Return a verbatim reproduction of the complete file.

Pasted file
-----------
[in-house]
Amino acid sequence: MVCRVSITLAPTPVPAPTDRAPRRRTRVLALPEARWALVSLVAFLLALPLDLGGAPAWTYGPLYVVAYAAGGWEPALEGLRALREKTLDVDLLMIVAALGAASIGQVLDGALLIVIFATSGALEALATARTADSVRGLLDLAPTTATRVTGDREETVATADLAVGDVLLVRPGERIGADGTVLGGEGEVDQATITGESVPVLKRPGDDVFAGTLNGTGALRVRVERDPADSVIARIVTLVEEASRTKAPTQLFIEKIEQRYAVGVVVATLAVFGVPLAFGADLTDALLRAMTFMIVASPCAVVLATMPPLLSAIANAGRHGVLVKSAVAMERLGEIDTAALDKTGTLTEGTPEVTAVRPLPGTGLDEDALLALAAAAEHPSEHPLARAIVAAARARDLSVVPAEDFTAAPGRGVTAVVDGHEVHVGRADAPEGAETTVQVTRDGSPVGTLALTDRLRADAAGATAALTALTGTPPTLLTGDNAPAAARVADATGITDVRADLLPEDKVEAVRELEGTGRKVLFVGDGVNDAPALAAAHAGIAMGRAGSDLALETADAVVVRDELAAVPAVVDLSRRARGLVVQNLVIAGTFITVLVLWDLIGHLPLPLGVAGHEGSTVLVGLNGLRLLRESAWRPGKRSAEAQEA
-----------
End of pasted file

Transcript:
[in-house]
Amino acid sequence: MVCRVSITLAPTPVPAPTDRAPRRRTRVLALPEARWALVSLVAFLLALPLDLGGAPAWTYGPLYVVAYAAGGWEPALEGLRALREKTLDVDLLMIVAALGAASIGQVLDGALLIVIFATSGALEALATARTADSVRGLLDLAPTTATRVTGDREETVATADLAVGDVLLVRPGERIGADGTVLGGEGEVDQATITGESVPVLKRPGDDVFAGTLNGTGALRVRVERDPADSVIARIVTLVEEASRTKAPTQLFIEKIEQRYAVGVVVATLAVFGVPLAFGADLTDALLRAMTFMIVASPCAVVLATMPPLLSAIANAGRHGVLVKSAVAMERLGEIDTAALDKTGTLTEGTPEVTAVRPLPGTGLDEDALLALAAAAEHPSEHPLARAIVAAARARDLSVVPAEDFTAAPGRGVTAVVDGHEVHVGRADAPEGAETTVQVTRDGSPVGTLALTDRLRADAAGATAALTALTGTPPTLLTGDNAPAAARVADATGITDVRADLLPEDKVEAVRELEGTGRKVLFVGDGVNDAPALAAAHAGIAMGRAGSDLALETADAVVVRDELAAVPAVVDLSRRARGLVVQNLVIAGTFITVLVLWDLIGHLPLPLGVAGHEGSTVLVGLNGLRLLRESAWRPGKRSAEAQEA